François awakened to the large-size barrels when he visited with Jenny the Domaine de l'Abbaye du Petit Quincy in Epineuil (north-east from here). The winemaker there was fond of using large-volume casks because his parents had used these containers for their vin de pays. He doesn't plan to change his demi-muids even if they get older, and he'd like to have or two larger, oval casks making 1500 liters each (of the type you see in Alsace) in the bottom of his vatroom, but they are expensive when new (at Stockinger and Grenier). He has contacts in Alsace or in the Jura to find second-hand ones at a good price. You can also find very affordable such oval casks if you look in German-speaking Switzerland.
François makes from 1200 to 3000 bottles every year, sometimes less if the weather conditions are difficult. He basically never added sulfites except maybe a couple of times when he added 1 or 2 grams in a single cask because it seems to veer astray, but this 228-liter volume would be blended at the end into a 2000-liter volume, so it's as if his wine never saw SO2.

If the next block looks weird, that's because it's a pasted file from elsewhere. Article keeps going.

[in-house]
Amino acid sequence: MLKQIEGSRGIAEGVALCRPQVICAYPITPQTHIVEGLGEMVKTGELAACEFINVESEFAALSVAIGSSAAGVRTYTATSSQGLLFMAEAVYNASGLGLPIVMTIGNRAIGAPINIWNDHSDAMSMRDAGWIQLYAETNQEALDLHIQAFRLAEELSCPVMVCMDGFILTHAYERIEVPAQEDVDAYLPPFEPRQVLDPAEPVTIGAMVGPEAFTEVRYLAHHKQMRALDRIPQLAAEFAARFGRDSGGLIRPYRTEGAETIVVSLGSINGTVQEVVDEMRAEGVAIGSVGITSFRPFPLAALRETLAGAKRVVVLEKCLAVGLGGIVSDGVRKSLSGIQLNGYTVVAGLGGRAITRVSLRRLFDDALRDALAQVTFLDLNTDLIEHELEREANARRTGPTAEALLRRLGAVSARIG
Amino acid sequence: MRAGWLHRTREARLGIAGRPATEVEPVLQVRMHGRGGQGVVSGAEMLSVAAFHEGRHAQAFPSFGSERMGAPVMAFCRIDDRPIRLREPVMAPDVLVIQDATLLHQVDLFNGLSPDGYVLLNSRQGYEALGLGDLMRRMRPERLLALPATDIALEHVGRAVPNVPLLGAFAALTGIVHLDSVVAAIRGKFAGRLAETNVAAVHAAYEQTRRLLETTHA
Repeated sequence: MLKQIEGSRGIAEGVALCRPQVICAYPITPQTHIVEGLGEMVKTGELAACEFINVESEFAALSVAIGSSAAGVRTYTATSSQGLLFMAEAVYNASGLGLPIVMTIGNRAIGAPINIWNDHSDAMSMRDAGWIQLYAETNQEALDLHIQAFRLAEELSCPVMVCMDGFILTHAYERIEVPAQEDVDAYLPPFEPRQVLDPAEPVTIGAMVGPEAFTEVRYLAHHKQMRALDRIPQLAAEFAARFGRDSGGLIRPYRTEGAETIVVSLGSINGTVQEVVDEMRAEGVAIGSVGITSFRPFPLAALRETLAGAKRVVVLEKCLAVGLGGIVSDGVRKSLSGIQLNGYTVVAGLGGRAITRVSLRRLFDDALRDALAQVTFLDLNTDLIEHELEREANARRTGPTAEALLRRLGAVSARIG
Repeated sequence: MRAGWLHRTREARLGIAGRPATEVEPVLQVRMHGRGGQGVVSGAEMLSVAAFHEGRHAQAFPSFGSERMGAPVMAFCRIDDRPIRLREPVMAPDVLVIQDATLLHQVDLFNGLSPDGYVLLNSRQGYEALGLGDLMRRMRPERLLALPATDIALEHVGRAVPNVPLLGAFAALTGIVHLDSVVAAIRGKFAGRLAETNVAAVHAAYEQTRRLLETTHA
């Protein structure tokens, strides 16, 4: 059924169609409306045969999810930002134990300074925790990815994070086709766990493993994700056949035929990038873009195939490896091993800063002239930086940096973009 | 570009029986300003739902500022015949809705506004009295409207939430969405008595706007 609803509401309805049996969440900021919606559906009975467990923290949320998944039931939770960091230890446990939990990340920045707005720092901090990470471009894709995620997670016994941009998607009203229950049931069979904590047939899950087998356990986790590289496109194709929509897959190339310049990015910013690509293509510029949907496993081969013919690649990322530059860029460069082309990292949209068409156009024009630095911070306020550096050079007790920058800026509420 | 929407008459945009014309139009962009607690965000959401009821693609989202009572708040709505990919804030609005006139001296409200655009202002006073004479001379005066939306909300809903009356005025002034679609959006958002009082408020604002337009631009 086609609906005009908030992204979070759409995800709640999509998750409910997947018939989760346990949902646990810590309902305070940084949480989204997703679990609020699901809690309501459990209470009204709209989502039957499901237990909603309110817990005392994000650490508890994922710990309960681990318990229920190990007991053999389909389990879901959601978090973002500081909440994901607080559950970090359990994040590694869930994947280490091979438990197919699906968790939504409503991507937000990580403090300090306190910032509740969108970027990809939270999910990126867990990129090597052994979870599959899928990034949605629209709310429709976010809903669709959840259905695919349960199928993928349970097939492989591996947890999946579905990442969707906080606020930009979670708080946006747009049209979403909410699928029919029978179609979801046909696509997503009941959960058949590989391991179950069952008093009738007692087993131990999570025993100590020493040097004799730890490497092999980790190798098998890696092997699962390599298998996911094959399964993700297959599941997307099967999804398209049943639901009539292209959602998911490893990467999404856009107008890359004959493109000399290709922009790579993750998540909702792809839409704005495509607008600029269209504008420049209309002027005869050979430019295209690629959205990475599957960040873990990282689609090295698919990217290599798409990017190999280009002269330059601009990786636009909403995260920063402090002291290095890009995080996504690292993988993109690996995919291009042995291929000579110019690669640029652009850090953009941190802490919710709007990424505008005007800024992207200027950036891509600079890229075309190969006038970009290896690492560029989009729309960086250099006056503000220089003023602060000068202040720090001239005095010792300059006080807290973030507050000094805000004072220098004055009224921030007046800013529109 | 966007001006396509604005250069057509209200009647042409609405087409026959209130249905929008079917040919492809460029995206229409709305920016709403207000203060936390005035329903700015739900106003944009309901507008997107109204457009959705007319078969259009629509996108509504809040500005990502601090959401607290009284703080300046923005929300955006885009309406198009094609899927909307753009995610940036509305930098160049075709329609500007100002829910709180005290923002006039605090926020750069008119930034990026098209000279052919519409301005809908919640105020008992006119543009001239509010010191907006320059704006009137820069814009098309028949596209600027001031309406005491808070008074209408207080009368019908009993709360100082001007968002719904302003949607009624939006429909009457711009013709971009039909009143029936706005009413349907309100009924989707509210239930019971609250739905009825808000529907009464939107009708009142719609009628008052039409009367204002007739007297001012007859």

François first pours us a glass of white wine, a try of his, with a nice golden color. It spent time in the Stockinger barrel. It had camomile notes like crazy he says, but the minerality side should come out, you need to wait one year and a half. There's an oxidative side with also exotic notes, B. says.
__ Montebruno 2010, Oregon Pinot Noir. One of their finds for the Jenny & François business. Made by someone named Joe Pedicini who grew up in New Jersey and came to Oregon to make wine from purchased grapes. In 2010 the guy worked without SO2. Nice wine, easy drinking. Citrus notes, tobacco also, says François. Fresh wine too. We taste also another cuvée from this vintner, a more serious wine, one you need to eat with.
__Then we have a glass of his cuvée L'Insolent, vin de France 2011. This red is a blend of 6 varieties : pinot noir, gamay, pinot beurot, abouriou, césar and pineau d'aunis (Union de six cépages de la vigne à la quille). 12 ° in alcohol. The wine has a bit of reduction of the nose, which eases up after time. The drinkability is good, the wine is a bit perly, it a thirst wine with an easy swallowing, without second thoughts. François sells his wines for 7 Euro without tax, and for less to the individual buyers who come to the winery.